One of the most notable instances of lynching for the year 1893, occurred about the twentieth of September. It was notable for the fact that the mayor of the city exerted every available power to protect the victim of the lynching from the mob. In his splendid endeavor to uphold the law, the mayor called out the troops, and the result was a deadly fight between the militia and mob, nine of the mob being killed. The trouble occurred at Roanoke, Va. It is frequently claimed that lynchings occur only in sparsely settled districts, and, in fact, it is a favorite plea of governors and reverend apologists to couple two arrant falsehoods, stating that lynchings occur only because of assaults upon white women, and that these assaults occur and the lynchings follow in thinly inhabited districts where the power of the law is entirely inadequate to meet the emergency. This Roanoke case is a double refutation, for it not only disproves the alleged charge that the Negro assaulted a white woman, as was telegraphed all over the country at the time, but it also shows conclusively that even in one of the largest cities of the old state of Virginia, one of the original thirteen colonies, which prides itself of being the mother of presidents, it was possible for a lynching to occur in broad daylight under circumstances of revolting savagery.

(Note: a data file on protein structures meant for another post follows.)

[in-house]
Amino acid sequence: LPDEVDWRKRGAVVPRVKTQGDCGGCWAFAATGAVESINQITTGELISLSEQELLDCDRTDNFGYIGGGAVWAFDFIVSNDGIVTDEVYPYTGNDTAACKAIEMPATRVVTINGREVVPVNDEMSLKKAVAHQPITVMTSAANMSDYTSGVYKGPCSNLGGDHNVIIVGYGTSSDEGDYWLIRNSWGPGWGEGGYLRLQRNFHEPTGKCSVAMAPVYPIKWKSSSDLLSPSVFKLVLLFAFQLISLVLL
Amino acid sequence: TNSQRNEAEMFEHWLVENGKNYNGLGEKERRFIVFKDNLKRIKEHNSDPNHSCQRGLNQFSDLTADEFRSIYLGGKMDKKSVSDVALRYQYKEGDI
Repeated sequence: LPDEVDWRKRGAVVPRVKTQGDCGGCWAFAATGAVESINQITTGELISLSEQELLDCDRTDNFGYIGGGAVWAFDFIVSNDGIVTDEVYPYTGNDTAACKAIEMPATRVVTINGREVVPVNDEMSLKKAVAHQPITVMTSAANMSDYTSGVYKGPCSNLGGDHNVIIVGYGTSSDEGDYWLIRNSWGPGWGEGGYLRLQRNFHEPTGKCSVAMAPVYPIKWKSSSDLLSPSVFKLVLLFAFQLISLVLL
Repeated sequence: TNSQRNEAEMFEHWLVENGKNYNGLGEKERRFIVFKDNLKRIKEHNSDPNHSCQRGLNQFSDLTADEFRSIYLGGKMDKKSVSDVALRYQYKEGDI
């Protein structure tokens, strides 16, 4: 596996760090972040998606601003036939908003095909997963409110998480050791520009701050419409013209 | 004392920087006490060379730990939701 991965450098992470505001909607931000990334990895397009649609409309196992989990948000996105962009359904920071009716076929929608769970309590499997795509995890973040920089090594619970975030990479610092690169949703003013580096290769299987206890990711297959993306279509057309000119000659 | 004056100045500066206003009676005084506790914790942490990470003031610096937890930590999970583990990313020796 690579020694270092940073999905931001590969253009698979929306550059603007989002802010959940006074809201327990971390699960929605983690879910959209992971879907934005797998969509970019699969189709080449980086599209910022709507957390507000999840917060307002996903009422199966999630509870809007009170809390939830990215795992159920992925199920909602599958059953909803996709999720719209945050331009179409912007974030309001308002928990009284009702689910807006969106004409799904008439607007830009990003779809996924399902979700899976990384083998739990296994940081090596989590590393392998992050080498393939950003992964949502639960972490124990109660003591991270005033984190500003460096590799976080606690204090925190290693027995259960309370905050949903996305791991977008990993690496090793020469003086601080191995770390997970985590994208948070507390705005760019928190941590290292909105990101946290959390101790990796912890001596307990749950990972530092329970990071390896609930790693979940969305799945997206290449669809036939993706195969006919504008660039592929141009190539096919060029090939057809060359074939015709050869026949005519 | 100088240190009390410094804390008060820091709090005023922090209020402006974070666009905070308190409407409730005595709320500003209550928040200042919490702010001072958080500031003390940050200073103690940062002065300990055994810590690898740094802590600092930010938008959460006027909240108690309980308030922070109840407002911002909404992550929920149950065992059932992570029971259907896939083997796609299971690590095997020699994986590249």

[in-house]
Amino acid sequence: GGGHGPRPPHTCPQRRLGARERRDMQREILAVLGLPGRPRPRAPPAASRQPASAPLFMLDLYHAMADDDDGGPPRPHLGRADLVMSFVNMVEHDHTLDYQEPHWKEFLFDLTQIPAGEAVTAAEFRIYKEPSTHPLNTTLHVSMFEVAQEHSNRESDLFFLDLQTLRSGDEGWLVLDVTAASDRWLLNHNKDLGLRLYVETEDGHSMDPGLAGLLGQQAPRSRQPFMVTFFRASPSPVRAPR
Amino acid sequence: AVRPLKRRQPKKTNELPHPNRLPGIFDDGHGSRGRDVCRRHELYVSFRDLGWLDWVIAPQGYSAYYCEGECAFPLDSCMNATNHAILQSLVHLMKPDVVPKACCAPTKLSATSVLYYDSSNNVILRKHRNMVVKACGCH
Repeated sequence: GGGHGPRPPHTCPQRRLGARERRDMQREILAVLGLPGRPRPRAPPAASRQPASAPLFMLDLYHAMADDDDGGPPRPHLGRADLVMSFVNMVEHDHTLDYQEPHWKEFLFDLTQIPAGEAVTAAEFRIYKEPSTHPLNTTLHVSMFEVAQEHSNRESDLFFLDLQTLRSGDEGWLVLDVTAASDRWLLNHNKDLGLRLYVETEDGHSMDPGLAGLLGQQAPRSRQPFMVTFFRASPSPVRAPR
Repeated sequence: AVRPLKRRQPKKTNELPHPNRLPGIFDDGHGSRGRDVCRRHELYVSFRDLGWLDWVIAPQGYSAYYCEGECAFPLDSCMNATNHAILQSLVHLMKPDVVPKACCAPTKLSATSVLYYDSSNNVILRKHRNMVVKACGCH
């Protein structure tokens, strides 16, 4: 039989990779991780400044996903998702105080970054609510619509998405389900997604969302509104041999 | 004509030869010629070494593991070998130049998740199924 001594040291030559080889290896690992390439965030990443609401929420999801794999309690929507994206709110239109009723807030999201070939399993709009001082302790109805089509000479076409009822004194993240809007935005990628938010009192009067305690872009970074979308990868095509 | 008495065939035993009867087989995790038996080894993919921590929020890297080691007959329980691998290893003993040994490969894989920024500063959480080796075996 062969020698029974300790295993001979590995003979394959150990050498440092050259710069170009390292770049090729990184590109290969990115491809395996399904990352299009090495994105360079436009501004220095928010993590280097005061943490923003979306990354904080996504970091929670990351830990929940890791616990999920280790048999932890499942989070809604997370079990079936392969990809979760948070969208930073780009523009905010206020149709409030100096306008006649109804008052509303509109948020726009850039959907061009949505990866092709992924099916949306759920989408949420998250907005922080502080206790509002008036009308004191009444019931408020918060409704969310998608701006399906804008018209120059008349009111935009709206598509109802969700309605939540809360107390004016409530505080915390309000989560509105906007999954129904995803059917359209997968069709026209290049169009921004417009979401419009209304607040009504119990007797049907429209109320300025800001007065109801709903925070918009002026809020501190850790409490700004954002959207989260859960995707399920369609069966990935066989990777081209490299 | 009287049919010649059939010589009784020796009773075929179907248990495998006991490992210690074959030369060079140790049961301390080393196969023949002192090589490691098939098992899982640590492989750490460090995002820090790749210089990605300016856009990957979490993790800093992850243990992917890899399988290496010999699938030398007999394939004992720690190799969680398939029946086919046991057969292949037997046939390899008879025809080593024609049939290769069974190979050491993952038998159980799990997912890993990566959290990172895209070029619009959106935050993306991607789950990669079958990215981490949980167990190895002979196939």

When the news first came from Roanoke of the contemplated lynching, it was stated that a big burly Negro had assaulted a white woman, that he had been apprehended and that the citizens were determined to summarily dispose of his case. Mayor Trout was a man who believed in maintaining the majesty of the law, and who at once gave notice that no lynching would be permitted in Roanoke, and that the Negro, whose name was Smith, being in the custody of the law, should be dealt with according to law; but the mob did not pay any attention to the brave words of the mayor. It evidently thought that it was only another case of swagger, such as frequently characterizes lynching episodes. Mayor Trout, finding immense crowds gathering about the city, and fearing an attempt to lynch Smith, called out the militia and stationed them at the jail.